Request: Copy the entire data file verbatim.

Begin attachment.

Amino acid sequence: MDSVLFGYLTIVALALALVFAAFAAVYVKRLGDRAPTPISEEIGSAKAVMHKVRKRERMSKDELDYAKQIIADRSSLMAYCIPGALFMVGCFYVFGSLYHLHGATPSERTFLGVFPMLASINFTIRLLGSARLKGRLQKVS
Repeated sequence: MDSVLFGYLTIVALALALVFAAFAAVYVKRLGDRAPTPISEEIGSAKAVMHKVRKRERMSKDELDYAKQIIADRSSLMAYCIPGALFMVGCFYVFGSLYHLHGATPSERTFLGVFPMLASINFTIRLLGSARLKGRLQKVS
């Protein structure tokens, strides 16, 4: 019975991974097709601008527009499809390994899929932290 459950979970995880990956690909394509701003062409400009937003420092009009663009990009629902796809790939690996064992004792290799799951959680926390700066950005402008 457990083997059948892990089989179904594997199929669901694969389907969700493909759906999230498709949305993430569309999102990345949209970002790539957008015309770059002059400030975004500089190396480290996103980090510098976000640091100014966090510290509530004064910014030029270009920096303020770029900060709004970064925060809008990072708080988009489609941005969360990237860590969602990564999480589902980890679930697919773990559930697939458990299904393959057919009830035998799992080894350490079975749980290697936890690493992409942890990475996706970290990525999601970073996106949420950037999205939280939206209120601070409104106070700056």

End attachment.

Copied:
Amino acid sequence: MDSVLFGYLTIVALALALVFAAFAAVYVKRLGDRAPTPISEEIGSAKAVMHKVRKRERMSKDELDYAKQIIADRSSLMAYCIPGALFMVGCFYVFGSLYHLHGATPSERTFLGVFPMLASINFTIRLLGSARLKGRLQKVS
Repeated sequence: MDSVLFGYLTIVALALALVFAAFAAVYVKRLGDRAPTPISEEIGSAKAVMHKVRKRERMSKDELDYAKQIIADRSSLMAYCIPGALFMVGCFYVFGSLYHLHGATPSERTFLGVFPMLASINFTIRLLGSARLKGRLQKVS
């Protein structure tokens, strides 16, 4: 019975991974097709601008527009499809390994899929932290 459950979970995880990956690909394509701003062409400009937003420092009009663009990009629902796809790939690996064992004792290799799951959680926390700066950005402008 457990083997059948892990089989179904594997199929669901694969389907969700493909759906999230498709949305993430569309999102990345949209970002790539957008015309770059002059400030975004500089190396480290996103980090510098976000640091100014966090510290509530004064910014030029270009920096303020770029900060709004970064925060809008990072708080988009489609941005969360990237860590969602990564999480589902980890679930697919773990559930697939458990299904393959057919009830035998799992080894350490079975749980290697936890690493992409942890990475996706970290990525999601970073996106949420950037999205939280939206209120601070409104106070700056």